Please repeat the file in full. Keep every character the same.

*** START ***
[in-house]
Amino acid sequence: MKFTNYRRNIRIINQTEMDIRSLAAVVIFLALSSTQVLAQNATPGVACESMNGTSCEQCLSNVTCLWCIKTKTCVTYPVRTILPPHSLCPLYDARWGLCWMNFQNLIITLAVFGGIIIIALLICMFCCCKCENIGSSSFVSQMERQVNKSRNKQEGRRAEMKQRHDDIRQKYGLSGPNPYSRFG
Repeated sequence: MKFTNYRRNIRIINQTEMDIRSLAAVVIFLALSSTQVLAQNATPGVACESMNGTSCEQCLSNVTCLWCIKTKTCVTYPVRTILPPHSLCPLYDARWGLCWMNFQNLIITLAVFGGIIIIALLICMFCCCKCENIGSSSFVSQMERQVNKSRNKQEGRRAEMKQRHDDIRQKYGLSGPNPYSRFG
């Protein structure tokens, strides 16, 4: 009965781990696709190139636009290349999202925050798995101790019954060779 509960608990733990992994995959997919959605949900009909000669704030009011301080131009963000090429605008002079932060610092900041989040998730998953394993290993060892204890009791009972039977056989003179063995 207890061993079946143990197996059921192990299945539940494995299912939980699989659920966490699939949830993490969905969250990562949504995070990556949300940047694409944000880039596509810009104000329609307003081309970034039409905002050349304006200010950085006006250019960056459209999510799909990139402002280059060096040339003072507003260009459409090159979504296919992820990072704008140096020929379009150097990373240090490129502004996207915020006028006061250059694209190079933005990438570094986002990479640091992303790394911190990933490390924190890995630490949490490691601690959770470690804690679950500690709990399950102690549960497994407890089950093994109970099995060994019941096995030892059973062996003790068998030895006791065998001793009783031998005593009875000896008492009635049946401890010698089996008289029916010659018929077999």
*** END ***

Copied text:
[in-house]
Amino acid sequence: MKFTNYRRNIRIINQTEMDIRSLAAVVIFLALSSTQVLAQNATPGVACESMNGTSCEQCLSNVTCLWCIKTKTCVTYPVRTILPPHSLCPLYDARWGLCWMNFQNLIITLAVFGGIIIIALLICMFCCCKCENIGSSSFVSQMERQVNKSRNKQEGRRAEMKQRHDDIRQKYGLSGPNPYSRFG
Repeated sequence: MKFTNYRRNIRIINQTEMDIRSLAAVVIFLALSSTQVLAQNATPGVACESMNGTSCEQCLSNVTCLWCIKTKTCVTYPVRTILPPHSLCPLYDARWGLCWMNFQNLIITLAVFGGIIIIALLICMFCCCKCENIGSSSFVSQMERQVNKSRNKQEGRRAEMKQRHDDIRQKYGLSGPNPYSRFG
């Protein structure tokens, strides 16, 4: 009965781990696709190139636009290349999202925050798995101790019954060779 509960608990733990992994995959997919959605949900009909000669704030009011301080131009963000090429605008002079932060610092900041989040998730998953394993290993060892204890009791009972039977056989003179063995 207890061993079946143990197996059921192990299945539940494995299912939980699989659920966490699939949830993490969905969250990562949504995070990556949300940047694409944000880039596509810009104000329609307003081309970034039409905002050349304006200010950085006006250019960056459209999510799909990139402002280059060096040339003072507003260009459409090159979504296919992820990072704008140096020929379009150097990373240090490129502004996207915020006028006061250059694209190079933005990438570094986002990479640091992303790394911190990933490390924190890995630490949490490691601690959770470690804690679950500690709990399950102690549960497994407890089950093994109970099995060994019941096995030892059973062996003790068998030895006791065998001793009783031998005593009875000896008492009635049946401890010698089996008289029916010659018929077999």